Walking into the kitchen to find a floor filled with water after you have run the dishwasher is frustrating. Even if the water does not reach the floor, opening your dishwasher door to find it still filled with water is alarming. Thankfully, there are usually only a few reasons that your dishwasher has flooded.
Typically there are three main reason why your dishwasher has flooded:
- Clogged Sump Pump
- Clogged Drain or Garbage Disposal
- Drainage Hose Issues
Before you start investigating deep into this issue I want you to check the filter on the bottom of the dishwasher. If the filter is blocked up it will not allow the dishwasher to drain (it can also make your dishwasher smell like eggs).
If your strainer is clear, you can check the following areas to see if they are preventing your dishwasher from draining.
Problem 1: Blocked up Garbage Disposal
It is very common for dishwashers to be hooked up to run through the garbage disposal system. If your garbage disposal is filled or blocked, the water from your dishwasher will not be able to drain. Run your garbage disposal to see if it is blocked.
How to Unclog your Garbage Disposal
To make sure that your disposal is empty and is draining fine, you will want to plug your sinks. Add lukewarm water and about 5 or 6 pounds of cubed ice. You should also add a ½ cup of lemon juice to de-grease your disposal. Once you have added everything to the water, turn on the disposal and pull the plug so the water/lemon/ice mixture can flow through the garbage disposal.
The ice will unblock many larger items in your garbage disposal and will also help keep the blades sharp. The lemon will remove the grease build-up that can occur within the unit. If the disposal empties fine, try running a rinse cycle in your dishwasher to see if it will drain. If it drains, the problem is solved. If not, follow the next step.
If your drain hose is connected directly into the drain then you should run what is known as a snake through the pipe and use drain cleaner. You can rent a snake or purchase one from your hardware store.
Problem 2: Blocked Up Sump Pump
Before you start checking the sump pump on your dishwasher, you will want to turn off the power to the unit. This will keep you safe. You may also need to turn the water off to the dishwasher if you have to remove the unit from the cabinet or wall to remove the sump pump.
How to Unclog your Sump Pump
Check Underneath your Strainer
After turning off the electricity the first thing you should do is to check underneath your strainer. This is the entrance port to your sump pump. If food or other debris has gotten past your strainer, the entrance to the port may be filled. Pop out your strainer and look down in there to see if there is debris blocking the entrance to the pump. This will be easy to see. If there is, remove debris with your hands and put the strainer back on the unit.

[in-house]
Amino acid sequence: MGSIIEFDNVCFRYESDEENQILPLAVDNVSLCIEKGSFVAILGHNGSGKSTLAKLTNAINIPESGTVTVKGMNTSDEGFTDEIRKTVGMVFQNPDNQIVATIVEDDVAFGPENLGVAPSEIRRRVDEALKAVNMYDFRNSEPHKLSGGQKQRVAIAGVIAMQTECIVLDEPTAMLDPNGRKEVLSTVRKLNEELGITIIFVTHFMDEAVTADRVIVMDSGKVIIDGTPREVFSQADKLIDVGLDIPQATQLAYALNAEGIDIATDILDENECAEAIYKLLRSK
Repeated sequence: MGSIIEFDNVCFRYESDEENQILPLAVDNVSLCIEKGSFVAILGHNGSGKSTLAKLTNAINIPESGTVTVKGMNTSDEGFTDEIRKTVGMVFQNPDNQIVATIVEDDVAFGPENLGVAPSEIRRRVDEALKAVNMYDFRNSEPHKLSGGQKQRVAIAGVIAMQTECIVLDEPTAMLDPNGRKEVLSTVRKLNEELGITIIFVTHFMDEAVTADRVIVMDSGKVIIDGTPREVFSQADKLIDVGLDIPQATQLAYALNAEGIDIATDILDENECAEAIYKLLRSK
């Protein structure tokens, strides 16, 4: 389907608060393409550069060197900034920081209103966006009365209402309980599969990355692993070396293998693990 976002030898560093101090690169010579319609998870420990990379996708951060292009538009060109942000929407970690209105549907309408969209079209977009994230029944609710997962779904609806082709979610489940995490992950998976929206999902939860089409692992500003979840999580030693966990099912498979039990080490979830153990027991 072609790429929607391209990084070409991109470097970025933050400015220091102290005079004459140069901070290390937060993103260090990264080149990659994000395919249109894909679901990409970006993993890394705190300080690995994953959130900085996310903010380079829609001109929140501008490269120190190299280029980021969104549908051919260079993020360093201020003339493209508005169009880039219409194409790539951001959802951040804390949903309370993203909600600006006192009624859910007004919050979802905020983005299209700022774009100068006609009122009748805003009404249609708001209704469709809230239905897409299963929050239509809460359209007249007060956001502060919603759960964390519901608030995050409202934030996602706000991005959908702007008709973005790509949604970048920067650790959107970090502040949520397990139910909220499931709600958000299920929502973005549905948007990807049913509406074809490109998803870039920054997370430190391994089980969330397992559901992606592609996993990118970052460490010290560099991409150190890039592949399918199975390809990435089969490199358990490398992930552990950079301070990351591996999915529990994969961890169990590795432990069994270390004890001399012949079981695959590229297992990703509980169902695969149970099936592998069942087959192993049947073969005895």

Check Where the Sump Pump is Connected to your Drain Hose
If you have found that there is no food blocking the sump pump underneath the filter the next place to check is where the drain hose connected to your dishwasher.
You will need to pull your dishwasher out for this step. The hose is connected to wards the back of your dishwasher. Once you have disconnected the power and water you will want to take the clamp off of the hose and pull it off the unit. Get your fingers in the hole and feel around for clogs.
Turn the power back on and try a rinse cycle to see if the dishwasher will drain.
Problem 3: Blocked Up or Kinked Drainage Hose
The last thing that you can check to see why your dishwasher flooded is to see if the hose that connects the dishwasher pump to the drain is blocked or kinked. Since your dishwasher is already removed from the cabinet, unhook the hose from the pump and the drain to check if it is blocked. This would also be an excellent time to check the points where the hose is connected to each piece to see if they are blocked (if you did not previously do that).
In a sink that still has drains connected, run water through the hose to clean it out. If the water is running freely, there is no problem with the hose. Make sure that when you reconnect the hose that it does not kink or bend when you push your machine back into the cabinet.
At this time, you can also see if the hose was already kinked. Over time, the motion from the dishwasher can cause the hose to move and kink. This will block water flow. If the hose has been kinked, it may be in your best interest to replace the hose before putting the dishwasher back into place. The integrity of the hose is now compromised, and it will be more likely to kink again in the future.
Once you have checked the hose and reattach it to your unit, you can place it back in the cabinet and re-hook up the water and power. Run a rinse cycle to check if the dishwasher is operating correctly before loading it with the dishes.
If The Dishwasher Continues To Flood
If you have checked all of these items and your dishwasher continues to flood, it is time to call for service. You may need to replace the sump pump on the machine, or one of the electrical parts is not working correctly in the unit. Safety is always a concern. If you do not feel comfortable removing your machine from the cabinet or working on any of the moving parts, it is recommended that you call a technician.
Once your dishwasher has been repaired, you should run a dishwasher cleaner through the unit before you begin washing dishes. A good cleaning will remove any build up in the machine and will remove any smells that may have occurred as a result of the flooding.